Rankings

Below is our first public list of notable first-year eligible draft prospects for the 2021 NHL Entry Draft. These rankings will grow considerably over the next few months as the OHL and WHL are expected to resume play for the first time since Match of 2020. Players born between September 16, 2002 and September 15, 2003 are in the zone for consideration. The rankings for draft “overagers” (prospects passed over in previous drafts) will be published at a later date.

Rank Name POS DOB TM LG HT WT S/C NAT
1 Power, Owen LHD 22-Nov-02 Michigan Big-10 6’6 214 L CAN
2 Beniers, Matthew C 5-Nov-02 Michigan Big-10 6’2 174 L USA
3 Lambos, Carson LHD 14-Jan-03 JyP U20 SM-Sarja 6’0 200 L CAN
4 Raty, Aatu C 14-Nov-02 Karpat SM-Liiga 6’1 177 L FIN
5 Pastujov, Sasha RW 15-Jul-03 U.S. U18 NTDP 6’0 175 L USA
6 Johnson, Kent C 18-Oct-02 Michigan Big-10 6’0 166 L CAN
7 Guenther, Dylan RW 10-Apr-03 Edmonton WHL 6’0 166 R CAN
8 Clarke, Brandt RHD 9-Feb-03 Nove Zamky Tipos Extraliga 6’1 180 R CAN
9 Sillinger, Cole LW 16-May-03 Sioux City USHL 6’0 194 L CAN
10 Wallstedt, Jesper G 14-Nov-02 Lulea SHL 6’3 214 L SWE
11 Eklund, William LW 12-Oct-02 Djugardens SHL 5’10 170 L SWE
12 Hughes, Luke LHD 9-Sep-03 U.S. U18 NTDP 6’2 176 L USA
13 Tuomaala, Samu RW 8-Jan-03 Karpat U20 SM-Sarja 5’10 174 R FIN
14 Lucius, Chaz W/C 2-May-03 U.S. U18 NTDP 6’0 172 R USA
15 McTavish, Mason W/C 30-Jan-03 Peterborough OHL 6’0 198 L CAN
16 Lysell, Fabian RW 19-Jan-03 Lulea SHL 5’11 172 R SWE
17 Robertsson, Simon RW 5-Feb-03 Skelleftea SHL 6’0 190 L SWE
18 Chibrikov, Nikita RW 16-Feb-03 SKA-Neva VHL 5’10 161 L RUS
19 Bolduc, Zachary C 24-Feb-03 Rimouski QMJHL 6’1 175 L CAN
20 Olausson, Oskar RW 10-Nov-02 HV71 SHL 6’1 177 L SWE
21 Olsson, Anton LHD 26-Jan-03 Malmo SHL 6’1 183 L SWE
22 Svechkov, Fyodor C 5-Apr-03 Togliatti VHL 6’0 178 L RUS
23 Edvinsson, Simon LHD 5-Feb-03 Frolunda SHL 6’4 198 L SWE
24 Poltapov, Prokhor LW 1-Feb-03 Krasnaya Armiya MHL 5’10 161 R RUS
25 Pinelli, Francesco C 11-Apr-03 Kitchener OHL 6’0 184 L CAN
26 Rosen, Isak RW 15-Mar-03 Leksand J20 Nationell 5’11 156 L SWE
27 Samoskevich, Mackie RW 15-Nov-02 Chicago USHL 5’11 176 R USA
28 Svozil, Stanislav LHD 17-Jan-03 Brno Extraliga 6’1 172 L CZE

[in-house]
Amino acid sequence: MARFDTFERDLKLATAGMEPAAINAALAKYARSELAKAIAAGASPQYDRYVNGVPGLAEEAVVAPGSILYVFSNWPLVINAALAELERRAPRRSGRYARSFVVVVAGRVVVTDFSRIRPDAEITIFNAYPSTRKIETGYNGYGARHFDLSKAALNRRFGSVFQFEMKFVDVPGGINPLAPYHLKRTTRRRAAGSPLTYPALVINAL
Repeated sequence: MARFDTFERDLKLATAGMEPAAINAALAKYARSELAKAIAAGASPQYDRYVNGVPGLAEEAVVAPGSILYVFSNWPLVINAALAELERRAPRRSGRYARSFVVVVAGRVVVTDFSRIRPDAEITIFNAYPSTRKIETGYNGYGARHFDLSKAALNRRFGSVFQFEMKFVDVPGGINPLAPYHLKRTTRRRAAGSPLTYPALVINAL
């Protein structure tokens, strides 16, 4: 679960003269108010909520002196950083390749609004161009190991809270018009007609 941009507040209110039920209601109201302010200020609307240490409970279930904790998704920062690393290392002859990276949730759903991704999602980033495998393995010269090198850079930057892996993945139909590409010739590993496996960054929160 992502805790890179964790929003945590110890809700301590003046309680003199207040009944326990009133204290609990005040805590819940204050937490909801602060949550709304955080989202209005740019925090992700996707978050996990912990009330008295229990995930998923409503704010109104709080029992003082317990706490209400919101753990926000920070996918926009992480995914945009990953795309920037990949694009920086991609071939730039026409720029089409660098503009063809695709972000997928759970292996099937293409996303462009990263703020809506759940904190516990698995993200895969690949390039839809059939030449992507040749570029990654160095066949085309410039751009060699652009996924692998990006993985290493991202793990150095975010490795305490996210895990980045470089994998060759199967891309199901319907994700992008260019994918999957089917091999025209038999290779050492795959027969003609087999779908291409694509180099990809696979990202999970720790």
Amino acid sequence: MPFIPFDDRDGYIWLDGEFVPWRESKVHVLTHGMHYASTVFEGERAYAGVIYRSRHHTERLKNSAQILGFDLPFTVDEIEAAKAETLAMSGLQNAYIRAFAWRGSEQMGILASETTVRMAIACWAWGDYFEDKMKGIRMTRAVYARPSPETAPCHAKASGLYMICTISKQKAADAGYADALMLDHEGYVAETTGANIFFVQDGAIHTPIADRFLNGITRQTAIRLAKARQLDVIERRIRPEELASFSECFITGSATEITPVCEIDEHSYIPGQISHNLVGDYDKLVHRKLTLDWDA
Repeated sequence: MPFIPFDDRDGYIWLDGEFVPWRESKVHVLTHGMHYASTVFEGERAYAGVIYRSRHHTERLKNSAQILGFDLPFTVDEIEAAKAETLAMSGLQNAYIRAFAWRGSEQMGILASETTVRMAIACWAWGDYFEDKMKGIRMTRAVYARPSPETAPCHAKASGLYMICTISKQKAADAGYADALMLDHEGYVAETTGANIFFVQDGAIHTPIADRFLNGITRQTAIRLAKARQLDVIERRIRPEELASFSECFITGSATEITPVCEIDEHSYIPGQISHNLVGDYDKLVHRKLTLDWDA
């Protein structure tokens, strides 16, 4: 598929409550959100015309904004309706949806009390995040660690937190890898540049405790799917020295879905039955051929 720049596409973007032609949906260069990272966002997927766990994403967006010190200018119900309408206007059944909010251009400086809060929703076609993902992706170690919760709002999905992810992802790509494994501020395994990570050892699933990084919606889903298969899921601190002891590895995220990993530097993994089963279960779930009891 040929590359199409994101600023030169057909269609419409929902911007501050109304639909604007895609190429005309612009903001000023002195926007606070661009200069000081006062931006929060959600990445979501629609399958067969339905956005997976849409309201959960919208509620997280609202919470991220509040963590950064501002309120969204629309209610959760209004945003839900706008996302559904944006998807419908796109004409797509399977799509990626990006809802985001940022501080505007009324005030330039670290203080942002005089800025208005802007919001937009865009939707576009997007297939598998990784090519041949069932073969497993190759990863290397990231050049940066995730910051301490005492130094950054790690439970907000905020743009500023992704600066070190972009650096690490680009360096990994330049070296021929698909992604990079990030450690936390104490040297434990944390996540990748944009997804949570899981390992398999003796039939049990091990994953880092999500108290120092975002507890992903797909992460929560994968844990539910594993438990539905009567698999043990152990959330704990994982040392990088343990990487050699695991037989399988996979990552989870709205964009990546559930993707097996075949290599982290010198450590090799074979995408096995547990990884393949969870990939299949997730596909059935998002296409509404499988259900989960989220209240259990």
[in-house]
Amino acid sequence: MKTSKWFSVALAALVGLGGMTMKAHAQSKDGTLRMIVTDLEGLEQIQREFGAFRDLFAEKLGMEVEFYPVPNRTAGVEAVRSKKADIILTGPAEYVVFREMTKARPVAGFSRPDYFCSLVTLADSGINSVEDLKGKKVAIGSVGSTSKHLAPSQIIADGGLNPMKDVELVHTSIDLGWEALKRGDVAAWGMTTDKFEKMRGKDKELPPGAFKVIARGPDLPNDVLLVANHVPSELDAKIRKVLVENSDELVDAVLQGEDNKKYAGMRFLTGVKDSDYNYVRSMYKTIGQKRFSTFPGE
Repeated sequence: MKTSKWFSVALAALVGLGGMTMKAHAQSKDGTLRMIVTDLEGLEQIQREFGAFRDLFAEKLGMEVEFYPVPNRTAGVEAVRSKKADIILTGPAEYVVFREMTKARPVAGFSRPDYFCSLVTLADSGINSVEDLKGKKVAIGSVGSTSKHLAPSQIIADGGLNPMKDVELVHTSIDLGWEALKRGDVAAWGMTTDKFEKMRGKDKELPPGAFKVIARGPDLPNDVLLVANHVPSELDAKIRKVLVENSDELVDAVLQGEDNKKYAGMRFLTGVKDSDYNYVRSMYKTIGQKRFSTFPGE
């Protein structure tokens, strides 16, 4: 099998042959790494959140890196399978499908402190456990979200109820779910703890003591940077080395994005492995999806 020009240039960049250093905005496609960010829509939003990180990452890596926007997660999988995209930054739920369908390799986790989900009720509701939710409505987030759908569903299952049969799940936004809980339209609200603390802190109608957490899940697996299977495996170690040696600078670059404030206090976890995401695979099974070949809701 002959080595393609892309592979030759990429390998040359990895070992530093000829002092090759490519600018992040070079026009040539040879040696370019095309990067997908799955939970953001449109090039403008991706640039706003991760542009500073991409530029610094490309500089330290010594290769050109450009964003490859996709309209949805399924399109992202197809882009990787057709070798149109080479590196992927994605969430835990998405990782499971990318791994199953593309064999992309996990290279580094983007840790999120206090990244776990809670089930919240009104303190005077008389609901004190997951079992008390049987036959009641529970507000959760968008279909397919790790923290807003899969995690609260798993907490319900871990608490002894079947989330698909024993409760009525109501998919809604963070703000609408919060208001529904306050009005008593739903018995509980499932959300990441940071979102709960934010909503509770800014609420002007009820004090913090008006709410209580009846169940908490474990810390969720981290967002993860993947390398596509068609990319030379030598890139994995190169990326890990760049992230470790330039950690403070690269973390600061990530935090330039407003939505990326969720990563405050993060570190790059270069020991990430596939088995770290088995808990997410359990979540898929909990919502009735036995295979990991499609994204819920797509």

29 Grushnikov, Artyom LHD 20-Mar-03 Hamilton OHL 6’2 174 L RUS
30 Helenius, Samuel C 26-Nov-02 JyP SM-Liiga 6’6 201 L FIN
31 Duke, Dylan LW 4-Mar-03 U.S. U18 NTDP 5’10 181 L USA
32 Othmann, Brennan LW 5-Jan-03 Flint OHL 5’11 170 L CAN
33 Janicke, Justin LW 30-Jun-03 U.S. U18 NTDP 6’0 180 L USA
34 Chayka, Daniil LHD 22-Oct-02 Guelph OHL 6’3 187 L RUS
35 Dower Nilsson, Liam C 14-Apr-03 Frolunda J20 Nationell 6’0 172 L SWE
36 Kisakov, Alexander LW 1-Nov-02 JHC Dinamo Moskva MHL 5’9 159 L RUS
37 Morrow, Scott RHD 1-Nov-02 Shattuck HS-MN 6’2 198 R USA
38 Korczak, Ryder C 23-Sep-02 Moose Jaw WHL 5’10 164 R CAN
39 Martino, Ayrton LW 28-Sep-02 Omaha USHL 5’10 168 L CAN
40 Behrens, Sean LHD 31-Mar-03 U.S. U18 NTDP 5’9 175 L USA
41 Knies, Matthew LW 17-Oct-02 Tri-City USHL 6’3 206 L USA
42 Malatesta, James LW 31-May-03 Quebec QMJHL 5’9 179 L CAN
43 Koivunen, Ville RW 13-Jun-03 Karpat U20 SM-Sarja 5’11 161 L FIN
44 Boucher, Tyler RW 16-Jan-03 U.S. U18 NTDP 6’1 200 R USA
45 L’Heureux, Zachary LW 15-May-03 Halifax QMJHL 5’11 196 L CAN
46 Stillman, Chase C 19-Mar-03 Sudbury OHL 5’11 170 R CAN
47 Roulette, Conner LW 13-May-03 Seattle WHL 5’11 161 L CAN
48 Hreschuk, Aidan LHD 19-Feb-03 U.S. U18 NTDP 5’11 182 L USA
49 Strand, Hunter LW 13-Nov-02 Tri-City USHL 5’11 183 L USA
50 Ivantsov, Ilya C 27-Jan-03 SKA-1946 MHL 5’10 154 R RUS
51 Nause, Evan LHD 20-Jan-03 Quebec QMJHL 6’2 186 L CAN
52 Gallagher, Ty RHD 6-Mar-03 U.S. U18 NTDP 6’0 190 R USA
53 Ufko, Ryan RHD 7-May-03 Chicago USHL 5’10 176 R USA
54 Bourgault, Xavier C 22-Oct-02 Shawinigan QMJHL 6’0 172 R CAN
55 Richard, Guillaume LHD 10-Feb-03 Tri-City USHL 6’2 166 L CAN
56 Sobolev, Daniil RHD 3-Mar-03 Windsor OHL 6’0 198 R RUS
57 Harrison, Brett C 7-Jun-03 Oshawa OHL 6’1 167 L CAN
58 Robidas, Justin C 13-Mar-03 Val-D’or QMJHL 5’7 173 R CAN
59 Coronato, Matthew LW 14-Nov-02 Chicago USHL 5’9 177 R USA
60 Gilmartin, Liam LW 7-Jan-03 U.S. U18 NTDP 6’2 190 L USA
61 Stjernborg, Victor C 22-May-03 Vaxjo J20 Nationell 5’11 202 L SWE
62 Belliveau, Isaac LHD 26-Nov-02 Rimouski QMJHL 6’2 185 L CAN
63 Huuhtanen, Niko RW 26-Jun-03 Tappara U20 SM-Sarja 6’2 204 R FIN